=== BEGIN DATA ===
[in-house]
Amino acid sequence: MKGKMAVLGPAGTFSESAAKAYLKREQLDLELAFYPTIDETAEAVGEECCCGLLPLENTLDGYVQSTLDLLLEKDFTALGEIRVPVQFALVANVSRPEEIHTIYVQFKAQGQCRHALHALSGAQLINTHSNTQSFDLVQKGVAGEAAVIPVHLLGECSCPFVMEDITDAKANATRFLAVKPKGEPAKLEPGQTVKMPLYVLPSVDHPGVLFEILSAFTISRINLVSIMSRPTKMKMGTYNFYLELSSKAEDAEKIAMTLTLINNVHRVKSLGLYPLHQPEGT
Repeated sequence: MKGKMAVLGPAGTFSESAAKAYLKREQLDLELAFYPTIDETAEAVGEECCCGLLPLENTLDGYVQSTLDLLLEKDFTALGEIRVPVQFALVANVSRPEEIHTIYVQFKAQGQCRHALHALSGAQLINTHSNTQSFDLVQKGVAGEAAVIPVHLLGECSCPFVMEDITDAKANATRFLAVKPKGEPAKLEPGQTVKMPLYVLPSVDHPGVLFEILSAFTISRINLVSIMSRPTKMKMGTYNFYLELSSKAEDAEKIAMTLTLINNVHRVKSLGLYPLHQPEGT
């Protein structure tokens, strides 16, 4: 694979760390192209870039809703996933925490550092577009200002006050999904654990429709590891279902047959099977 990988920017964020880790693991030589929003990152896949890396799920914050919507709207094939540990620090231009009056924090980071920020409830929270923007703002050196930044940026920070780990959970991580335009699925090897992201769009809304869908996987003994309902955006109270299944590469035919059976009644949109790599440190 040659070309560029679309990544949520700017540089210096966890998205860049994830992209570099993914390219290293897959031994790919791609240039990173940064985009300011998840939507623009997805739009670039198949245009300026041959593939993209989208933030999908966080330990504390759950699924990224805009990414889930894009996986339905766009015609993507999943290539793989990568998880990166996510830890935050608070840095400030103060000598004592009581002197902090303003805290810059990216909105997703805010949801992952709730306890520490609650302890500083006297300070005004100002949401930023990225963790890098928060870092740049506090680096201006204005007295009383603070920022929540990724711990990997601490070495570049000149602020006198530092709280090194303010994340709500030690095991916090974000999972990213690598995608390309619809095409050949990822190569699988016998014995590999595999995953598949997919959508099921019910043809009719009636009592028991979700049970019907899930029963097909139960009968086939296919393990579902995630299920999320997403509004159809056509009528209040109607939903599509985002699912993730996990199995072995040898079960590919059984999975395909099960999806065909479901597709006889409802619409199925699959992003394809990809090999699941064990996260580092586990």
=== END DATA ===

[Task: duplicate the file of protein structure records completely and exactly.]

[in-house]
Amino acid sequence: MKGKMAVLGPAGTFSESAAKAYLKREQLDLELAFYPTIDETAEAVGEECCCGLLPLENTLDGYVQSTLDLLLEKDFTALGEIRVPVQFALVANVSRPEEIHTIYVQFKAQGQCRHALHALSGAQLINTHSNTQSFDLVQKGVAGEAAVIPVHLLGECSCPFVMEDITDAKANATRFLAVKPKGEPAKLEPGQTVKMPLYVLPSVDHPGVLFEILSAFTISRINLVSIMSRPTKMKMGTYNFYLELSSKAEDAEKIAMTLTLINNVHRVKSLGLYPLHQPEGT
Repeated sequence: MKGKMAVLGPAGTFSESAAKAYLKREQLDLELAFYPTIDETAEAVGEECCCGLLPLENTLDGYVQSTLDLLLEKDFTALGEIRVPVQFALVANVSRPEEIHTIYVQFKAQGQCRHALHALSGAQLINTHSNTQSFDLVQKGVAGEAAVIPVHLLGECSCPFVMEDITDAKANATRFLAVKPKGEPAKLEPGQTVKMPLYVLPSVDHPGVLFEILSAFTISRINLVSIMSRPTKMKMGTYNFYLELSSKAEDAEKIAMTLTLINNVHRVKSLGLYPLHQPEGT
């Protein structure tokens, strides 16, 4: 694979760390192209870039809703996933925490550092577009200002006050999904654990429709590891279902047959099977 990988920017964020880790693991030589929003990152896949890396799920914050919507709207094939540990620090231009009056924090980071920020409830929270923007703002050196930044940026920070780990959970991580335009699925090897992201769009809304869908996987003994309902955006109270299944590469035919059976009644949109790599440190 040659070309560029679309990544949520700017540089210096966890998205860049994830992209570099993914390219290293897959031994790919791609240039990173940064985009300011998840939507623009997805739009670039198949245009300026041959593939993209989208933030999908966080330990504390759950699924990224805009990414889930894009996986339905766009015609993507999943290539793989990568998880990166996510830890935050608070840095400030103060000598004592009581002197902090303003805290810059990216909105997703805010949801992952709730306890520490609650302890500083006297300070005004100002949401930023990225963790890098928060870092740049506090680096201006204005007295009383603070920022929540990724711990990997601490070495570049000149602020006198530092709280090194303010994340709500030690095991916090974000999972990213690598995608390309619809095409050949990822190569699988016998014995590999595999995953598949997919959508099921019910043809009719009636009592028991979700049970019907899930029963097909139960009968086939296919393990579902995630299920999320997403509004159809056509009528209040109607939903599509985002699912993730996990199995072995040898079960590919059984999975395909099960999806065909479901597709006889409802619409199925699959992003394809990809090999699941064990996260580092586990």